The Chainlink

and charged with Felony Bike Theft. Press Release is below. This should make it much more difficult to beat the two prior felony bike theft counts which were brought against him in July. We love the Wilmette police department.

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Ian Dinsmor said:

You can email the Wilmette Police Department staff here.

>>Reply by h' 1 hour ago

>>Good reminder that we do want to have something on bike theft at the swap.

>>30-minute presentation?

>>Table with some sort of option to quasi-register your bike on the spot?

 

Howard, et al : At one of charity the bike washes this summer (at S & G's) there was a guy (chainlinker) doing on the spot registration. Can't remember his hame, maybe Joe Sak knows or he is reading this ?

 

DB

 

 

My e-mail to the Chief in Wilmette has been sent. But anything positive sent is a good thing. Shows that it's of greater community interest and something they should continue to pay attention to ;-) LOVE that Kenny got picked up again.

As an aside, I emailed the Chief and had a personal reply in less than a half hour.

I know its 100% unrealistic both budget and personnel wise, but I can't help but think that when thieves think there is even the remote chance the are being watched that it might serve as some sort of deterrent. However, as a regular visitor to the stolen bike registry, it seems that there's a fair share of surveillance video of people walking off with bikes completely undeterred by the thought that someone saw them. <shrug>

Good points Cameron! I forget that downtown Chicago is not really the center of the universe.

Thanks for emailing the Chief everyone! I plan to do the same. If the pizza fund happens I'm definitely willing to contribute.

This is excellent. I know from my contacts at UIC police department that their superiors are not always as enthusiastic about devoting time and resources to bike theft as they happen to be.

Cameron Puetz said:

After reading the Wilmette PD's website on sending compliments and complaints, it sounds like writing the Chief is a good idea. Even though none of the involved officers are named, it's a small enough department that any praise should get to the right people.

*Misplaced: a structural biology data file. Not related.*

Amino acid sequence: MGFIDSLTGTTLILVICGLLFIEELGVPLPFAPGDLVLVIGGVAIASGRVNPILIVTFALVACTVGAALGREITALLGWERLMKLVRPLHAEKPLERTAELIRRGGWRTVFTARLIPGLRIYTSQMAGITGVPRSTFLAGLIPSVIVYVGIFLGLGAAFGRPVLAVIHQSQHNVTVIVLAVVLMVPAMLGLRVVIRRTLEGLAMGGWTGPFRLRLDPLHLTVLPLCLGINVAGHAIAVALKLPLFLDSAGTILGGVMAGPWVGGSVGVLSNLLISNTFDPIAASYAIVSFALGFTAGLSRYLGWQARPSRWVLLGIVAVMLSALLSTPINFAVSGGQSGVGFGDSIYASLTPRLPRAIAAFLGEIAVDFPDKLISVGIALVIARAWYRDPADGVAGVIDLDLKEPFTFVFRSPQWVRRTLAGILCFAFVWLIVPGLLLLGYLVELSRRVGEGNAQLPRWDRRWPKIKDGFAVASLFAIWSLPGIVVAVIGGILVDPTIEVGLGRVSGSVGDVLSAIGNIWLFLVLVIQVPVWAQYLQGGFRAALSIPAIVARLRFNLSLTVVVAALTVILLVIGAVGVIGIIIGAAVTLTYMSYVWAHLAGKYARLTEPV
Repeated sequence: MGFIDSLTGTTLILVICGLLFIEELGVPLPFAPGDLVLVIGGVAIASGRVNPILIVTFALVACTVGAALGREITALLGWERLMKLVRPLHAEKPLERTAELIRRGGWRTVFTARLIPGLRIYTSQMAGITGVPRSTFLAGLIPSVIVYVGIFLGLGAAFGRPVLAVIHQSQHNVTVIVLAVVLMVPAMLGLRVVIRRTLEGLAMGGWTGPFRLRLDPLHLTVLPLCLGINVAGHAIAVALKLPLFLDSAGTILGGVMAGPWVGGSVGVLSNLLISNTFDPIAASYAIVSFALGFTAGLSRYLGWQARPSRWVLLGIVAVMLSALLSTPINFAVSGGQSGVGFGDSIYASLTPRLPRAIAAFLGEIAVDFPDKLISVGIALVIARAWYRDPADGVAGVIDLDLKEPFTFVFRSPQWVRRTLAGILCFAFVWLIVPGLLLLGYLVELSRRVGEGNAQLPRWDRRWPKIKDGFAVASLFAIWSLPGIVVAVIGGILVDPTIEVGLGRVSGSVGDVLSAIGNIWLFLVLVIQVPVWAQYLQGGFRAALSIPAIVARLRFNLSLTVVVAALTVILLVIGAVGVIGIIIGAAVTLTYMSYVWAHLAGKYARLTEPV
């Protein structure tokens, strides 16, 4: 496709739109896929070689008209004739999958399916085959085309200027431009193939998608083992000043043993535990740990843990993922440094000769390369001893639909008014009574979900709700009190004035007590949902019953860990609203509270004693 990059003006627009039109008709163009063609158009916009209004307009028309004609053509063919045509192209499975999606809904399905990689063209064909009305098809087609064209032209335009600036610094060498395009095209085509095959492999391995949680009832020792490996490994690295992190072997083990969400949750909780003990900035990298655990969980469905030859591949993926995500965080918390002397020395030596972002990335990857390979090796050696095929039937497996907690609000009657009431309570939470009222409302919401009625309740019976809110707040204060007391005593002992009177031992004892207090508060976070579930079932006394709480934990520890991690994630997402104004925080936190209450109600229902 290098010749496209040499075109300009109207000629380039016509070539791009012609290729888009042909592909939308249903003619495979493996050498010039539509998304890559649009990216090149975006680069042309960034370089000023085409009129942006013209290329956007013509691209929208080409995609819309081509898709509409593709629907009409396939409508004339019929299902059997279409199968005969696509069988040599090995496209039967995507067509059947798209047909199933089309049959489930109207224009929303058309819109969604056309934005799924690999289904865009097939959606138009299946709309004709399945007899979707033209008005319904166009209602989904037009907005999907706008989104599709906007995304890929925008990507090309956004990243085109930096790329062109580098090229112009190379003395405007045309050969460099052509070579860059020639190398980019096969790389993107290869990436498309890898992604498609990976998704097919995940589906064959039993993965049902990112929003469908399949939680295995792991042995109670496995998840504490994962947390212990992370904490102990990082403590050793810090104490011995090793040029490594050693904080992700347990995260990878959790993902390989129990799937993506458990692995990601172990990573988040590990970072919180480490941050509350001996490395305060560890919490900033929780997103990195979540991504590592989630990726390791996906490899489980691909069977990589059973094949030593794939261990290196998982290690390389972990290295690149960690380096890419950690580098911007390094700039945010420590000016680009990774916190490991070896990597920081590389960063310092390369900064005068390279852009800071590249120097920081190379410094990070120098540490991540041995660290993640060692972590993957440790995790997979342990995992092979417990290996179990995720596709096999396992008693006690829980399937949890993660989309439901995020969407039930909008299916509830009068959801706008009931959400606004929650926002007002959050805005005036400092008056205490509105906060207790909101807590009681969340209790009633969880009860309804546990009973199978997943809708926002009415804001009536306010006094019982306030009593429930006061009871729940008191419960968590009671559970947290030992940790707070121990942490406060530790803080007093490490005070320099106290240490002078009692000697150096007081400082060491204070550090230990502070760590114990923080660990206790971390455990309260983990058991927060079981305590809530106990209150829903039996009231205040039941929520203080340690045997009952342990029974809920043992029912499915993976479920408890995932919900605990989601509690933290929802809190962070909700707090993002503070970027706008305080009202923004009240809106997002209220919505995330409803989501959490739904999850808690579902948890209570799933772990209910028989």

http://www.wilmette.com/departments/police/complimentscomplaints.aspx

 

Cameron Puetz said:

The problem with both of those venues is that they're in the city. I'm not sure you'd get a Wilmette detective to drive in for either one to accept an award. Although if they were already downtown for court they might step outside for the bike to work rally. The best thing you could do for them is something public in Wilmette, like an open letter to the police chief and mayor. Or call internal affairs with a compliment, since all they normally get are complaints, a compliment is likely to get noticed.

Wilmette is pretty aggressive (usually justified) about enforcing traffic laws with respect to cyclists, so any "Thanks" we can send is a good PR move in my opinion.  I sent a quick message and quickly received a nice response, with promises that my message would be passed on to the detectives.

I got a response from the Chief via e-mail as well. Good stuff! ;-) Send your thanks! ;-)

As a former service manager I can confirm that a note of thanks is the way to go. It lasts forever, unlike pizza. The police need to know their work is appreciated. I do wish they hadn't mentioned the tool that was used.

I wonder if PD's that don't take bike theft seriously are aware of the value of some of the bikes that are being stolen. It's not the $100 bikes that are disappearing.

Vince, some of the bikes are low value. The crooks have a "look"  that they go for. And when we went down to the swap there were a lot of bikes that were similar cause they know what they can fence. Value was a problem on pressing charges when we recovered bikes. ;-(

It should not be about value anyway. Bike theft is a crime against the planet, not just the individual bike owner. It should be treated accordingly.

Point taken. I should have said that it's not just the $100 bikes that are being stolen. It's true that most big buck bikes would never be left unattended. When I posted I was thinking of the guy I met that had his 1 day old $3500 bike stolen within an hour of locking it up outside his office. The cops didn't believe a bike could cost that much.

It's true that thieves target what they can unload quickly and they do also consider the $500 threshold that can up charge from misdemeanor to felony.

I myself am more worried about my '78 Panasonic Sport  than my 4 yr old hybrid cause hybrids just ain't hot as old road bikes. And the old Panny has more "value" to me to cause I love it and it will cost me much more to replace it than the $50 in parts it took to get this one rolling.


Gabe said:

Vince, some of the bikes are low value. The crooks have a "look"  that they go for. And when we went down to the swap there were a lot of bikes that were similar cause they know what they can fence. Value was a problem on pressing charges when we recovered bikes. ;-(

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